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Did You Know Sarah Boone Received a Patent For Her Improvements to the Ironing Board on This Day?

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This Day In History: April 26th

In modern times the concept of an ironing board seems quite simple, but in 1892 it earned a patent and changed the way women’s clothes could be ironed. All it took was the work of one dressmaker, Sarah Boone, to create a practical yet widely used device that would be in households across the world. 

She was born Sarah Marshall in 1832 and was the daughter of enslaved parents. However, Sarah gained her freedom and married James Boone, a free man with who she had eight children. The Boone family relocated to New Haven, Connecticut, prior to the Civil War. They settled into life in the Northeast and Sarah began working as a dressmaker while her husband worked as a bricklayer until his death in the 1870s.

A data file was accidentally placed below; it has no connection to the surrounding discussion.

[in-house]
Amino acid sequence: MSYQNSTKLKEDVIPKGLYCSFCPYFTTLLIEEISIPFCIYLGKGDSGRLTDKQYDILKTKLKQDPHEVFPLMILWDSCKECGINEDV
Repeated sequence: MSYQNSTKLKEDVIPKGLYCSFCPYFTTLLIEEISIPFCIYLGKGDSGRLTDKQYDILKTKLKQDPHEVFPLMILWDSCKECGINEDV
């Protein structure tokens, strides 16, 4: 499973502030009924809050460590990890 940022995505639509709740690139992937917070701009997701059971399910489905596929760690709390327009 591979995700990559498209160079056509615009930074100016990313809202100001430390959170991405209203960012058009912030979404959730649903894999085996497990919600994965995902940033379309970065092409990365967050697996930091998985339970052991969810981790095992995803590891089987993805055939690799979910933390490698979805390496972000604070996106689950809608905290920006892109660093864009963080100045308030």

Boone decided to learn how to read and write later in life, and it proved to be helpful for her dressmaking business. Her improvements to the ironing board were inspired out of a need to make her business stand out against the competition. Typically, dressmakers ironed clothes on a wooden plank placed across two chairs. However, Boone sought to create a version that was curved and more narrow. Her design was also different because it was specifically useful for ironing the sleeves of women’s garments and it was collapsible. The ability to collapse made the product better for storage.

In 1891 she decided to put her literacy skills to the test and apply for a patent on her version of the ironing board. On April 26, 1892, Boone was granted U.S. Patent No. 473,653. This was an incredible accomplishment for a woman and African American during the time period. Her patent came eight years after the first known patent by an African American woman, Judy Reed

Despite creating the modern version of the iron board, it is unclear if Boone was able to financially benefit from the commercialization of her idea. Even if she did not receive financial gains, Sarah Boone is often noted for her contribution and prototype of the ironing board. Boone died of Bright’s disease on October 29, 1904, and was buried in New Haven, Connecticut. 

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